If you have never heard of the
Beige Book, it's a scintillating tale of business and economics published by the
Okay, maybe it's not scintillating, but it has some pretty interesting stories.
The March 2019 installation - it's published eight times a year - includes real world stories about businesses and workers gathered by Federal Reserve Banks across the nation. For instance, the St. Louis Federal Reserve reported their contacts in higher education reported falling enrollment. It seems more potential college and post-graduate students have been choosing to go straight into the workforce.
The Beige Book reported, across the nation, "Labor markets remained tight for all skill levels, including notable worker shortages for positions relating to information technology, manufacturing, trucking, restaurants, and construction. Contacts reported labor shortages were restricting employment growth in some areas."
Of course, labor is easier to come by in some districts than in others. The Boston Federal Reserve reported contacts in its district have a hard time finding skilled workers in fields like information technology, but retail businesses are having no trouble filling jobs.
Wages have been going up in the Cleveland Federal Reserve's district. "Bankers raised wages both for low-wage and for high-wage positions, citing competitive labor markets. A couple of construction companies granted large retention-focused merit increases to office staff, but other companies mentioned that they tended to grant raises during busier seasons."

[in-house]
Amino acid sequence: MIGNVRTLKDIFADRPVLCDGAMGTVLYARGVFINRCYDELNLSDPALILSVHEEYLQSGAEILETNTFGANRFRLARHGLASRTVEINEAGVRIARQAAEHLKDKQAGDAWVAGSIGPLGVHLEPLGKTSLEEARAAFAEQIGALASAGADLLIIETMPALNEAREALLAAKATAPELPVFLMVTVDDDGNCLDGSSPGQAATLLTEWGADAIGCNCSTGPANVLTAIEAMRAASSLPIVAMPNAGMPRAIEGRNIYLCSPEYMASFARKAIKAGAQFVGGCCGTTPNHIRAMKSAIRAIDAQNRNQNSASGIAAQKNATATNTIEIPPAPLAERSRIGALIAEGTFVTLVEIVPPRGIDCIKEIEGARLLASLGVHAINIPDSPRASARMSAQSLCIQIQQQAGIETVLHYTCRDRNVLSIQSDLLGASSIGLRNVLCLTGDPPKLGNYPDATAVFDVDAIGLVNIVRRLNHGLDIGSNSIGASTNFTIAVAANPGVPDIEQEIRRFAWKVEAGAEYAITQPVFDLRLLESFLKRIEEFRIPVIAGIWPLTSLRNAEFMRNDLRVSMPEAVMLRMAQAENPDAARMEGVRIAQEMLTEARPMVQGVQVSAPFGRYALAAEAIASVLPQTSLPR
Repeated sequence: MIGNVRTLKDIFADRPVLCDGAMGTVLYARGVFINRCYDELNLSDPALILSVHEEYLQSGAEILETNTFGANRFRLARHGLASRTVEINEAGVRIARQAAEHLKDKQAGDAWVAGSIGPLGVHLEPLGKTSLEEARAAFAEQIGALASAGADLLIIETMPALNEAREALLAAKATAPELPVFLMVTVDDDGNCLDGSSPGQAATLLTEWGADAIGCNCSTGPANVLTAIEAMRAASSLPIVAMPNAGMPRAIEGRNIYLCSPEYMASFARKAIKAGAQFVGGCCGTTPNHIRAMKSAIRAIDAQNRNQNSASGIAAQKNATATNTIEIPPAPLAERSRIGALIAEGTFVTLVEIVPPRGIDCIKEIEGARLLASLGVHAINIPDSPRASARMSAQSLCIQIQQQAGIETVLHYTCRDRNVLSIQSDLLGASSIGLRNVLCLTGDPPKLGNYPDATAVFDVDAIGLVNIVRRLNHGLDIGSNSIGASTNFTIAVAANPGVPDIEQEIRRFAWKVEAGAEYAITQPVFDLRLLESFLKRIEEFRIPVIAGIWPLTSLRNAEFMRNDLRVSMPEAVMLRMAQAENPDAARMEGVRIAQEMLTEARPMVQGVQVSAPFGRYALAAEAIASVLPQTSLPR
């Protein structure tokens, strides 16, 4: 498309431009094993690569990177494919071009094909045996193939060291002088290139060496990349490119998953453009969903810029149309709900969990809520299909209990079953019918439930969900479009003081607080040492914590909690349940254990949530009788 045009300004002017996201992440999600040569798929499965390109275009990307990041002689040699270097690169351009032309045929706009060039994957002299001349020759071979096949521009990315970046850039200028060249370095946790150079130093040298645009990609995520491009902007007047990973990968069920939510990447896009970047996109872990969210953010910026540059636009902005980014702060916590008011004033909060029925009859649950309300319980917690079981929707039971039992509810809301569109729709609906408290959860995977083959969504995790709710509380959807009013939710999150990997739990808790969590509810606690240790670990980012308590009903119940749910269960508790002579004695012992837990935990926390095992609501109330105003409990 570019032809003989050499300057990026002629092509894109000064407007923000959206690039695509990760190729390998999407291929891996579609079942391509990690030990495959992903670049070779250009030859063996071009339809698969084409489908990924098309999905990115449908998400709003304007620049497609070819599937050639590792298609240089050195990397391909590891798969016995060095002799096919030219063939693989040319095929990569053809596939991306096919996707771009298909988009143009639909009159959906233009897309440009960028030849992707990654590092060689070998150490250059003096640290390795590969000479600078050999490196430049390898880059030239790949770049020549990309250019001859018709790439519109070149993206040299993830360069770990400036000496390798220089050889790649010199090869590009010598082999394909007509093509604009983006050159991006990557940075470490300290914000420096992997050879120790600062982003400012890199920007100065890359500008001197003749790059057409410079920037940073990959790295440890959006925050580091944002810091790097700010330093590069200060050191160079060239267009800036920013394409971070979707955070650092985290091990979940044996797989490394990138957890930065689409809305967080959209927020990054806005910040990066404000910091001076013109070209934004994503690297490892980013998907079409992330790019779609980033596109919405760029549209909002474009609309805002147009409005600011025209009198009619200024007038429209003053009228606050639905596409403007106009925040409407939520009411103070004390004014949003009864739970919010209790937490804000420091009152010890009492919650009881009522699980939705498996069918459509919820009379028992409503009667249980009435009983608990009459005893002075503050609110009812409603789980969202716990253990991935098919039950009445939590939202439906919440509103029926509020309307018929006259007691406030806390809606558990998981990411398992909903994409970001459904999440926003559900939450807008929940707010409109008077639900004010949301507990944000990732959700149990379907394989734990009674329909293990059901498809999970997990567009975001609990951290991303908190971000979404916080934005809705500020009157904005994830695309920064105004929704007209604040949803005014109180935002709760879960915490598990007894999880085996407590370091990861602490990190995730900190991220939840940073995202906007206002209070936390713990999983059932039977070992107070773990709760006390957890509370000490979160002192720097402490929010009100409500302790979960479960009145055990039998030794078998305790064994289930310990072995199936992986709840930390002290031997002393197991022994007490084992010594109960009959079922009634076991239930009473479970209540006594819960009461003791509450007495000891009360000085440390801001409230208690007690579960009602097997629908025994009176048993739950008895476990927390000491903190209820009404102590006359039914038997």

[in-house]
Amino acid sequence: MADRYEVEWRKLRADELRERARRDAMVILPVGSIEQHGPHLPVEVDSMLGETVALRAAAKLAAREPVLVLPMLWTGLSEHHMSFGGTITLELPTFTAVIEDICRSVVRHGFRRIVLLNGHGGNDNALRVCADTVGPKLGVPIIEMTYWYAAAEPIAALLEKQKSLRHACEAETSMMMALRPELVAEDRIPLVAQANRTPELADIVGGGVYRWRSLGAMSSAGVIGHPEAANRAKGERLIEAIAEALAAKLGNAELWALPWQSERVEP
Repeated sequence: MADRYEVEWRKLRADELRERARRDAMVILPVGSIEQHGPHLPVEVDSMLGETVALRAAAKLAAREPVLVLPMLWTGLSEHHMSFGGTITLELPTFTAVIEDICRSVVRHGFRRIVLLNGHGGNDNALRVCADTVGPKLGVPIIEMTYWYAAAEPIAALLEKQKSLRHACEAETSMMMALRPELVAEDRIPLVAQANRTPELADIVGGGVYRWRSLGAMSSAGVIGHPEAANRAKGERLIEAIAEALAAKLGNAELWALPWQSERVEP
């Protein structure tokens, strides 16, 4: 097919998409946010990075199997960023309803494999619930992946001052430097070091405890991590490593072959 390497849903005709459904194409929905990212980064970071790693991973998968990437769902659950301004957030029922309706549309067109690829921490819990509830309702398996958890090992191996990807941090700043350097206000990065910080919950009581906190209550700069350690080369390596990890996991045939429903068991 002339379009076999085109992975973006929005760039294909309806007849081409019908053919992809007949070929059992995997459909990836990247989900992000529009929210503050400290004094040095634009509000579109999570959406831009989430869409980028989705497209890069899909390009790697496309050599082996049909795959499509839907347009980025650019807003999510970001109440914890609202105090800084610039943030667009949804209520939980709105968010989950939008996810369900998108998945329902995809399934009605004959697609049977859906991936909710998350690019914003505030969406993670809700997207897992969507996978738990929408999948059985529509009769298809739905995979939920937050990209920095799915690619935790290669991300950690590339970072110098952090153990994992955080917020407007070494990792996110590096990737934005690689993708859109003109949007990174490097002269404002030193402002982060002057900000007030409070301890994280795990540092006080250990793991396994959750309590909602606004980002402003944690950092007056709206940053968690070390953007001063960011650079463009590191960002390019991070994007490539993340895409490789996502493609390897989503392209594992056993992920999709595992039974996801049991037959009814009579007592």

Hiring was up in the San Francisco Federal Reserve's territory. "Employment at a large San Francisco software and consulting company grew notably as demand for its services increased. A cattle ranching company in Arizona also increased employment to meet growing demand. In the Mountain West, a regional bank noted that its hiring was limited only by a shortage of qualified labor."
In light of last week's incredibly weak jobs report, the Beige Book's findings seem odd that companies are having trouble hiring enough workers and are raising wages to attract them. How can so few jobs have been created when there is high demand for labor? (Economists' rule of thumb is 100,000 jobs are needed to accommodate people entering the labor force each month, according to MarketWatch.)
An economist cited by MarketWatch commented, "One poor report should not set off alarm bells, but given that the labor market is the linchpin for the entire economy, it does add to existing concerns and raises the stakes for next month's report."